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acquaintance advantage againſt appear attention beauty becauſe called cauſe character common condition conſider continue danger deſire diſcover eaſily effects employed endeavour enjoy equally evils expected eyes fame favour fear firſt folly fome force fortune frequently future gain genius give given greater hands happen happineſs heart himſelf hope houſe human imagination intereſt kind knowledge known labour lady laſt LEARNING leaſt leſs lives look loſe mankind manner means ment mind miſery moſt muſt myſelf nature neceſſary never NUMB objects obſerved once opinion ourſelves pain paſſed paſſions performances perhaps pleaſing pleaſure preſent produced reaſon received reflection regard ſame ſee ſeems ſhall ſhe ſhould ſince ſome ſtate ſubject ſuch ſuffer tell themſelves theſe things thoſe thought tion told turn uſe virtue whoſe write young
Page 194 - The cure for the greatest part of human miseries is not radical, but palliative. Infelicity is involved in corporeal nature, and interwoven with our being ; all attempts therefore to decline it wholly are useless and vain : the armies of pain send their arrows against us on every side ; the choice is only between those which are more or less sharp, or tinged with poison of greater or less malignity ; and the strongest armour which reason can supply, will only blunt their points, but cannot repel...
Page 20 - The same kind, though not the same degree of caution, is required in every thing which is laid before them, to secure them from unjust prejudices, perverse opinions, and incongruous combinations of images. In the romances formerly written, every transaction and sentiment was so remote from all that passes among men, that the reader was in very little danger of making any applications to himself...
Page 261 - All the performances of human art, at which we look with praise or wonder, are instances of the resistless force of perseverance; it is by this that the quarry becomes a pyramid, and that distant countries are united with canals.
Page 19 - Why this wild strain of imagination found reception so long in polite and learned ages, it is not easy to conceive, but we cannot wonder that while readers could be procured, the authors were willing to continue it ; for when a man had by practice gained some fluency of language, he had no further care than to retire to his closet, let loose his invention, and heat his mind with incredibilities ; a book was thus produced without fear of criticism, without the toil of study, without knowledge of nature,...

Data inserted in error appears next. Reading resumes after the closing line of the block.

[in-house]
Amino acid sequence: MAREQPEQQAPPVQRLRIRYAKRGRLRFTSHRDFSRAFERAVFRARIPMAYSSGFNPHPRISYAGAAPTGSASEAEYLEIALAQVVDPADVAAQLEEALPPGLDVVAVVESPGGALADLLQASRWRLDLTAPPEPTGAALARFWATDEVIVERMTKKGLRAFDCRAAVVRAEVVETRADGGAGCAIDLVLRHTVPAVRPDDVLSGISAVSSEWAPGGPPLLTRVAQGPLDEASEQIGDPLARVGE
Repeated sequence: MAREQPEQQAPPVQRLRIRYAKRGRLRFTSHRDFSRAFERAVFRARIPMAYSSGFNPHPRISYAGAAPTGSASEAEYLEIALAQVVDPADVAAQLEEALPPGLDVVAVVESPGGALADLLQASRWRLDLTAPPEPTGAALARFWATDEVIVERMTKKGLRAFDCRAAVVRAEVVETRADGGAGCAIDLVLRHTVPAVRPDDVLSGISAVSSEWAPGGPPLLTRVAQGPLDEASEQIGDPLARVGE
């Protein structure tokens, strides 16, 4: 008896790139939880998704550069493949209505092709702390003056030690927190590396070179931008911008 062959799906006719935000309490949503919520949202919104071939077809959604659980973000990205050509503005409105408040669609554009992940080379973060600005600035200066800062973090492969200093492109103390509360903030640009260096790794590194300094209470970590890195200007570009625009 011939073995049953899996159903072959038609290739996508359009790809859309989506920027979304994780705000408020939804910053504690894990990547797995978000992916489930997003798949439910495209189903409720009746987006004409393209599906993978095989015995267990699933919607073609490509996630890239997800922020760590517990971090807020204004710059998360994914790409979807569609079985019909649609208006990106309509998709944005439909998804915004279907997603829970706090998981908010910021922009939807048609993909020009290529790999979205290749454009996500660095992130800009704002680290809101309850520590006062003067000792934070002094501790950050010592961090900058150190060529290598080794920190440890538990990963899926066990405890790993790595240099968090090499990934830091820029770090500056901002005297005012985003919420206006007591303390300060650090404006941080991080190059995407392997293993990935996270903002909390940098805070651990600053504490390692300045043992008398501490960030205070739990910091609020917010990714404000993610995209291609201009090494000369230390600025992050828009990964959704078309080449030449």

Page 264 - She was dressed in black, her skin was contracted into a thousand wrinkles, her eyes deep sunk in her head, and her complexion pale and livid as the countenance of death. Her looks were filled with terror and unrelenting severity, and her hands armed with whips and scorpions.
Page 233 - He whom the wantonness of abundance has once softened, easily sinks into neglect of his affairs; and he that thinks he can afford to be negligent, is not far from being poor.
Page 19 - The task of our present writers is very different; it requires, together with that learning which is to be gained from books, that experience which can never be attained by solitary diligence, but must arise from general converse, and accurate observation of the living world.
Page 13 - The task of an author is, either to teach what is not known, or to recommend known truths, by his manner of adorning them; either to let new light in upon the mind, and open new scenes to the prospect, or to vary the dress and situation of common objects, so as to give them fresh grace and more powerful attractions...
Page 250 - Happy the man - and happy he alone He who can call today his own, He who, secure within, can say 'Tomorrow, do thy worst, for I have...
Page 18 - The works of fiction with which the present generation seems more particularly delighted are such as exhibit life in its true state, diversified only by accidents that daily happen in the world, and influenced by passions and qualities which are really to be found in conversing with mankind.